Despite being an indie game, Path of Exile is a beautiful, polished, and engaging top-down hack-and-slash action RPG experience. It’s also become influential in the many years it’s been running. At the same time, it can learn a thing or two from its upcoming rivals. Thus, it’s only right to lay down what games Path of Exile has inspired, as well as the inspiration from other games Path of Exile needs.
Trees and Gems
But before we go to more specific titles, let’s first go to how Path of Exile has generally affected the genre and the player base. It can all be summed up in one word: customization. Aside from the PoE Currency that lets players modify items, there’s the passive skill tree that is shared by all classes, players can do almost anything with their character regardless of class. While there are undoubtedly passive skill tree paths that are more suited for a particular class than others, the openness and freedom available to the more creative players allow for effective yet out-of-the-box builds.
Another way the game achieved this customizability is through skill gems. Rather than an active skill tree that’s inherent to a particular class, characters get access to active skills through skill gems, which are socketed into gear. This gives classes a wide combination of skills at their disposal, provided that they have the attributes and sockets needed for it. If they don’t, they can always rely on PoE trade. To further bolster these skills, they can either be leveled up by grinding, as they receive EXP from enemies as well, or be linked with support skill gems, which modify their properties.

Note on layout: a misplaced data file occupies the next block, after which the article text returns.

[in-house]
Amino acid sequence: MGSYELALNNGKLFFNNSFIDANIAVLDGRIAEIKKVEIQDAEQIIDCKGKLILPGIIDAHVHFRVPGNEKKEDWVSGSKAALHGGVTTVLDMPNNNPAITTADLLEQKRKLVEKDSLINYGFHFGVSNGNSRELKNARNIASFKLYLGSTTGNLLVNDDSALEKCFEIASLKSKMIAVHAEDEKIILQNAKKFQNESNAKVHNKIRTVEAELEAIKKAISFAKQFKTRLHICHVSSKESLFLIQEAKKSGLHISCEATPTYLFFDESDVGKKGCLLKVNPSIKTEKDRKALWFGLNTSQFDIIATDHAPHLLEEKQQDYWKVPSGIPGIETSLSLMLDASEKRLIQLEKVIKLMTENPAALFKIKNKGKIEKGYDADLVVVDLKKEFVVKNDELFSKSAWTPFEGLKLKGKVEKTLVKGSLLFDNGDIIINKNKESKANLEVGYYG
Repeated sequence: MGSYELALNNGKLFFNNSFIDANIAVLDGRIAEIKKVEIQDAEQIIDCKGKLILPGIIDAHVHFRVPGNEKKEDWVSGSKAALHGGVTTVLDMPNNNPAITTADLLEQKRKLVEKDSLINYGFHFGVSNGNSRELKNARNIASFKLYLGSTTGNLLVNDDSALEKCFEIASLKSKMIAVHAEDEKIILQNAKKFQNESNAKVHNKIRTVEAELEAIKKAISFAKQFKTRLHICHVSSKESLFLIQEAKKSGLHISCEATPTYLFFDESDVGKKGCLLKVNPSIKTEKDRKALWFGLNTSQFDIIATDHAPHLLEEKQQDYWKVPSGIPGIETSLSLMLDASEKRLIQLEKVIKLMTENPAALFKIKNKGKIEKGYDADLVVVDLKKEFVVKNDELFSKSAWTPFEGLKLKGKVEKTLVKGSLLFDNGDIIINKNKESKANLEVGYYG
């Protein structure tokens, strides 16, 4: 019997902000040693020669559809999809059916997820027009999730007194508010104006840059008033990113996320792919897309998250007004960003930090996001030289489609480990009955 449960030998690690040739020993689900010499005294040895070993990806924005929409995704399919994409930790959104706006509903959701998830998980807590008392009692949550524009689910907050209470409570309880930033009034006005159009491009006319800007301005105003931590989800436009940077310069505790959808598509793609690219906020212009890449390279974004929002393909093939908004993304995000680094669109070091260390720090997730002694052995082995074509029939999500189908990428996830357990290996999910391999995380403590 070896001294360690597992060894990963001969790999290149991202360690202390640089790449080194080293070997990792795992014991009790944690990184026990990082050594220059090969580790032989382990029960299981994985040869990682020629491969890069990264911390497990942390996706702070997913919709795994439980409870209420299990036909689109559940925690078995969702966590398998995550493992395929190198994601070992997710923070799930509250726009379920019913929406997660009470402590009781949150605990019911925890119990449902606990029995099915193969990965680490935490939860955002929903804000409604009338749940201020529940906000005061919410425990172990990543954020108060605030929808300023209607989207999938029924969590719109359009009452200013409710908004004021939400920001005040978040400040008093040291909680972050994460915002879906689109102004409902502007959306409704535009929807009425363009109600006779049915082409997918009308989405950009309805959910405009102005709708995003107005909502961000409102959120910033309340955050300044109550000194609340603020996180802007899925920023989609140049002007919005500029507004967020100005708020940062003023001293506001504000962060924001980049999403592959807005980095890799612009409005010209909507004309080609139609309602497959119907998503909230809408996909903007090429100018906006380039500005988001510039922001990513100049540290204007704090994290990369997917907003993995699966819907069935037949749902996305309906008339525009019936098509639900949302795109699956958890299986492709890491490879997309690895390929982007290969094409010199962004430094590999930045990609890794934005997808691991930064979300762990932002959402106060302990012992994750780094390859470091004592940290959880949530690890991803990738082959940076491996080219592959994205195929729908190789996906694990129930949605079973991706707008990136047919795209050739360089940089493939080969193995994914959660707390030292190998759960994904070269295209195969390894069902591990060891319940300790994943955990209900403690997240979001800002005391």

It’s a rather impressive feat for GGG, as genres at the time were already set in stone in 2012. It was already hard then – and more so now – to come up with a fresh take on character progression and building, but Path of Exile did.
Last Epoch, New Era
Fast forward to today. Players and gaming enthusiasts have stopped labeling Path of Exile as the Diablo knockoff. This time around, it’s other games that are taking cues from it. A good example of that is the Last Epoch. It’s unashamedly admitted that it’s taken a few cues from the New Zealand-born dungeon crawler. But of course, they have their own take on the formula. Rather than seven classes that have three Ascendancies for six of them and a sole Ascendancy for the highly specialized Scion class, Last Epoch only has five classes, which has three masteries each.
However, masteries in Last Epoch are more akin to World of Warcraft’s spec trees, as players can choose any skills from any of the masteries. This is a stark contrast to Ascendancy classes, which give players specific passive skill nodes and locks out others.
While Last Epoch’s setup gives players more freedom, Path of Exile gives more specialization. At the same time, Last Epoch’s passive skill tree can easily be reset, provided that players have enough gold. While passive skills – and even the entire skill tree – can be reset and the Ascendancy can be changed, it’s a tedious and costly process.
With everything that’s been mentioned, it can seem like Last Epoch gives even more customizability to players than the game hailed as the one that broke the mold of hack-and-slash dungeon crawlers. Then again, it’s a rather foregone conclusion for games that take liberties from another to push said liberties to their logical conclusions.
At the same time, however, more customizable characters don’t necessarily make a game better. At the end of the day, it’s all about execution, and whether Last Epoch will execute the concepts it’s picked up from Path of Exile better remains to be seen.
Curing the Sequel Sickness
At the same time, it – or rather, its upcoming sequel, Path of Exile 2 – can learn a lot from its upcoming rival: Diablo IV. We’re not talking about copying the same skill tree, classes, or loot and gear system. Rather, the sequel needs a graphical engine overhaul, as well as make sure that the same performance issues the game has right now won’t be in it.
Another thing GGG can improve on would be its multiplayer features. Aside from better connectivity, they need to have their own apps and website instead of relying on third parties. Finally, Path of Exile 2 must be more inviting to newcomers. They shouldn’t tone it down, but they should make the mechanics that made the game great easier to understand.
Path of Exile has definitely carved its place and made a few ripples not just in the ARPG genre, but in gaming as a whole. Now, it must adapt or become history.